February 6, 2010


Armstrong, Karen, The Case For God (New York: Knopf, 2009) ("We have become used to thinking that religion should provide us with information. Is there a God? How did the world come into being? But this is a modern preoccupation. Religion was never supposed to provide answers to questions that lay within the reach of human reason. That was the role of logos. Religion's task, closely allied to that of art, was to help us live creatively, peacefully, and even joyously with realities for which there were no easy explanations and problems that we could not solve: mortality, pain, grief, despair, and outrage at the injustice and cruelty of life. Over the centuries people in all cultures discovered that by pushing their reasoning powers to the limit, stretching language to the end of its tether, and living as selflessly and compassionately as possible, they experienced a transcendence that enable them to affirm their suffering with serenity and courage. Scientific rationality can tell us why we have cancer; it can even cure us our our disease. But it cannot assuage the terror, disappointment, and sorrow that comes with the diagnosis, nor can it help us to die well. That is not within its competence. Religion will not work automatically, however; it requires a great deal of effort and cannot succeed if it is facile, false, idolatrous, or self-indulgent." Id. at 318.).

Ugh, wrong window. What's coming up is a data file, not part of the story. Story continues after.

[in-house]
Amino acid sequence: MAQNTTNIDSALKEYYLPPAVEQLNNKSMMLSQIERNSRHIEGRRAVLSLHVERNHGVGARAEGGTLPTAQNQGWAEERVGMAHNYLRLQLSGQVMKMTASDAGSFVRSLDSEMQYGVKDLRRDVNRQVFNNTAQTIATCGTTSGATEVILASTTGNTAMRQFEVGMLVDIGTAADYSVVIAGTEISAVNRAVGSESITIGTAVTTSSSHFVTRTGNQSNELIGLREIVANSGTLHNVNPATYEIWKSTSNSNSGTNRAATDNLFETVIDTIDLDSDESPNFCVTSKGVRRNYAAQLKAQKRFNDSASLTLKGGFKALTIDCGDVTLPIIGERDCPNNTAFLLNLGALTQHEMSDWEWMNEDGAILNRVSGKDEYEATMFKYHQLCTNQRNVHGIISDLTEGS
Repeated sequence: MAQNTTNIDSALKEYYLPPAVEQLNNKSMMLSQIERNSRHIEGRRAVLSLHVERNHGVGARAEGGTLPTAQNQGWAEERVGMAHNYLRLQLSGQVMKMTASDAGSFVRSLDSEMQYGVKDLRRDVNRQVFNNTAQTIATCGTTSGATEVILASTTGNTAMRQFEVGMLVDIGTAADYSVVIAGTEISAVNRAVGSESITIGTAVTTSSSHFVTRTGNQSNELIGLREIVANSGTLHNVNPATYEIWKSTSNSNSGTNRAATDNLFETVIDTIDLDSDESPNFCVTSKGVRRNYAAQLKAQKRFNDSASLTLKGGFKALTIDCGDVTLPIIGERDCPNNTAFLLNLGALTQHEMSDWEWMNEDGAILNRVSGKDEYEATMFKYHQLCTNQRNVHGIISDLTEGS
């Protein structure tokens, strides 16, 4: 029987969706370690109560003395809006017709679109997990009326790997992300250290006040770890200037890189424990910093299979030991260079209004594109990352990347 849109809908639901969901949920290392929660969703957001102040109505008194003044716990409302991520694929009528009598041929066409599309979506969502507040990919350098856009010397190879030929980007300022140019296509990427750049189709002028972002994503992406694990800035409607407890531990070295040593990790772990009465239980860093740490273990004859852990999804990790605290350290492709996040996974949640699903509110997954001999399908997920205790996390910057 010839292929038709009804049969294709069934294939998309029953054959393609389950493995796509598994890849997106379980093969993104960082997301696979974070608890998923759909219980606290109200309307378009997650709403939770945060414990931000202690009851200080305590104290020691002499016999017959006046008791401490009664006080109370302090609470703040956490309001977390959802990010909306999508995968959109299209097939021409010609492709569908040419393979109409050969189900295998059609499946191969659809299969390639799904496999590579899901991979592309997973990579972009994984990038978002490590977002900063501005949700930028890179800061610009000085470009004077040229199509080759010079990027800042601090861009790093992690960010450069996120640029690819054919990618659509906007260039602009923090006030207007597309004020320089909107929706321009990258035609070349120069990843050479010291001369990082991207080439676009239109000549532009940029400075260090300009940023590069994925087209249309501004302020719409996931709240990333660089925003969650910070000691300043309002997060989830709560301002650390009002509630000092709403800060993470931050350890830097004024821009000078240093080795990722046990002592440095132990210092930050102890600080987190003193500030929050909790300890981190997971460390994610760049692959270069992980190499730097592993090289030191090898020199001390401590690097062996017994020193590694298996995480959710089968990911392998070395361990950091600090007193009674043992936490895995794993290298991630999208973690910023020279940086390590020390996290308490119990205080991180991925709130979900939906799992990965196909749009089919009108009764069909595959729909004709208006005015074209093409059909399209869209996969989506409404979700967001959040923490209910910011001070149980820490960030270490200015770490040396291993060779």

De Beauvoir, Simone, Adieux: A Farewell to Sartre translated from the French by Patrick O'Brian (New York: Pantheon Books, 1984) ("SARTRE: God is a prefabricated image of man, man multiplied by infinity; and men stand before this image, obliged to labor to satisfy it. So it is always a question of a relation with oneself, a relation that is absurd, but that is also enormous and demanding. It is that relation that must be suppressed, because it is not the true relation with oneself. The true relation with oneself is with that which we really are, and not with that self we have formed roughly in our own shape. DE BEAUVOIR: Have you anything else to say? SARTRE: Yes and no. Chiefly that this fact of living very close to people who do not themselves believe in God completely does away, between them and oneself, with that infinite intermediary who is God. You and I, for example, have lived without paying attention to the problem. I don't think many of our conversations have been connected with it. DE BEAUVOIR: No, none. SARTRE: And yet we've lived; we feel that we've taken an interest in our world and that we've tried to see and understand." Id. at 445.).